Fondateur, auteur, rédacteur @Word Shaper
Whether you admire Mozart for his operas, Sartre for his philosophy, Fellini for his films, or Agatha Christie for her mysteries, do you sometimes wonder how those artists were able to create such masterpieces while the rest of us have difficulty just getting out of bed on a Monday morning?
So how do geniuses go about their day to maximize their productivity and creativity? If we’ve any chance of achieving the same, should we make sure we’re in a comfortable space or a confined one when we work? Should we be putting all our time into one project, or getting it done piecemeal while doing other things? Should we follow a routine or should we be mixing it up as often as possible? To answer these questions and sift out the common trends in order to find inspiration, the author Mason Currey gathered details of the daily routines of nearly 250 artists, composers, and creators for his book Daily Rituals: How Artists Work. We take a look at what he discovered here.
In terms of working, there are two camps: Those who work long hours knowing very well that what will be worth keeping at the end will be minimal, and those who only dedicate a small part of their day to pure creation and feed their minds in other ways.
For the Swedish director Ingmar Bergman, to make a film meant working eight hours a day to obtain just a few minutes of worthwhile creative content—if he was lucky! In his online class for the US site MasterClass, David Lynch echoes this approach. According to him, creativity is about being able to work knowing that 90% of what you produce will not be of good enough quality, but also that it’s a necessary step in getting the thread of an amazing idea.
It’s interesting to note that there isn’t a miracle solution: The true key to success is finding the routine that suits you the best. The French writers Honoré de Balzac and Victor Hugo are equally renowned, yet the former organized his days into two six-hour (or longer) blocks of writing, separated by a nap, whereas Hugo would focus all his energy on the two hours between 6 PM and 8 PM. Similarly, Beethoven would compose for nearly eight hours every day, while Mozart, who was occupied with other activities during the day, only composed for two hours upon waking and another two hours before going to bed.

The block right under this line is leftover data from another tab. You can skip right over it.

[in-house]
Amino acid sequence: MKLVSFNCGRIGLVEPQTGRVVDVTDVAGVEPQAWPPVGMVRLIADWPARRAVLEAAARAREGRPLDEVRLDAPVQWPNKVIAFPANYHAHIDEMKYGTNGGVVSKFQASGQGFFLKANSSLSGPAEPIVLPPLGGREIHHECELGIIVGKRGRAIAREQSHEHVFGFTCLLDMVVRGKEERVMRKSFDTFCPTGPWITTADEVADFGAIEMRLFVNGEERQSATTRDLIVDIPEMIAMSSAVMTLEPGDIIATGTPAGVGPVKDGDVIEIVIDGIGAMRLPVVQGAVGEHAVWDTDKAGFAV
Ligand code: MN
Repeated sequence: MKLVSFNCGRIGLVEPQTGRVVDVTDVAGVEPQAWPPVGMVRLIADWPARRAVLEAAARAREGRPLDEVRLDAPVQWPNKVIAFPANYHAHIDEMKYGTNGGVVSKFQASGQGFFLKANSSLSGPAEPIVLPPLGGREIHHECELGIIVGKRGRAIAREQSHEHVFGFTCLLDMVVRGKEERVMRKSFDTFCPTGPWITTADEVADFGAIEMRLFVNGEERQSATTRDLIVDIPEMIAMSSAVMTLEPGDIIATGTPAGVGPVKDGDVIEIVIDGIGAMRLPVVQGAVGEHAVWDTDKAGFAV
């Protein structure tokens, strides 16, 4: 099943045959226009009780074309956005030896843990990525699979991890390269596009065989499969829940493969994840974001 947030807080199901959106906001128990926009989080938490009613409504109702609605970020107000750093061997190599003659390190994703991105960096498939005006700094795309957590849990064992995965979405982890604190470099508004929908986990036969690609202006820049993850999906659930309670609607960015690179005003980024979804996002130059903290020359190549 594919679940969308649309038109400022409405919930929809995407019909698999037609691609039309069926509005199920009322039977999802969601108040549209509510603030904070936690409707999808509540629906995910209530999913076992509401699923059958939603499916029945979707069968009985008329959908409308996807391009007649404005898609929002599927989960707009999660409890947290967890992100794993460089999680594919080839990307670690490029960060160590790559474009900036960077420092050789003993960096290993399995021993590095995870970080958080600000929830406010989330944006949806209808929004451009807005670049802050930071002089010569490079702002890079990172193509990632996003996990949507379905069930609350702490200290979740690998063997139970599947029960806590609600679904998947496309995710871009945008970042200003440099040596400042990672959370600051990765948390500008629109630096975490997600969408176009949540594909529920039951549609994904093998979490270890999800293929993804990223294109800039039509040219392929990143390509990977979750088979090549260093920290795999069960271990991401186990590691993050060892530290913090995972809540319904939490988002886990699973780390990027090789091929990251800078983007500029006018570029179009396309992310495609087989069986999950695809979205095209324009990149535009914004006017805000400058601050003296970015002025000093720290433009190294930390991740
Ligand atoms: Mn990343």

There are plenty of contradictory clichés when it comes to artists and their sleep schedules. On the one hand, there’s the theory that the early bird catches the worm, but on the other, there is the image of the creative process being fueled by nightlife and debauchery.
In Currey’s book, it becomes apparent that, even though the times that artists go to bed and get out of it vary, they all end up getting the same amount of sleep. In fact, most of them get six to eight uninterrupted hours of sleep a night. Of course, some artists are earlier risers than others, which is notably the case for those who have another professional activity during the day. One of the most prolific British novelists, Anthony Trollope, worked for the Post Office his entire life. Despite this, he would set aside three hours each day for writing, during which he would force himself to write at least 3,000 words. This type of bimodal life allowed him to do his work in deep work mode, meaning in a highly focused and efficient fashion.
The French novelist Gustave Flaubert worked intensively from 9.30 PM until 3 in the morning, whereas Balzac would sleep from 6 PM until 1 AM and then work until 4 PM! On a scientific level, it has been found that our efficiency depends on our circadian rhythm, in other words our biological rhythm throughout the day. Knowing your own rhythm allows you to figure out the moments when you’re most efficient and those when you get the most tired. In general, we are our most efficient four hours after waking up, and the hours after eating are essentially dedicated to digestion.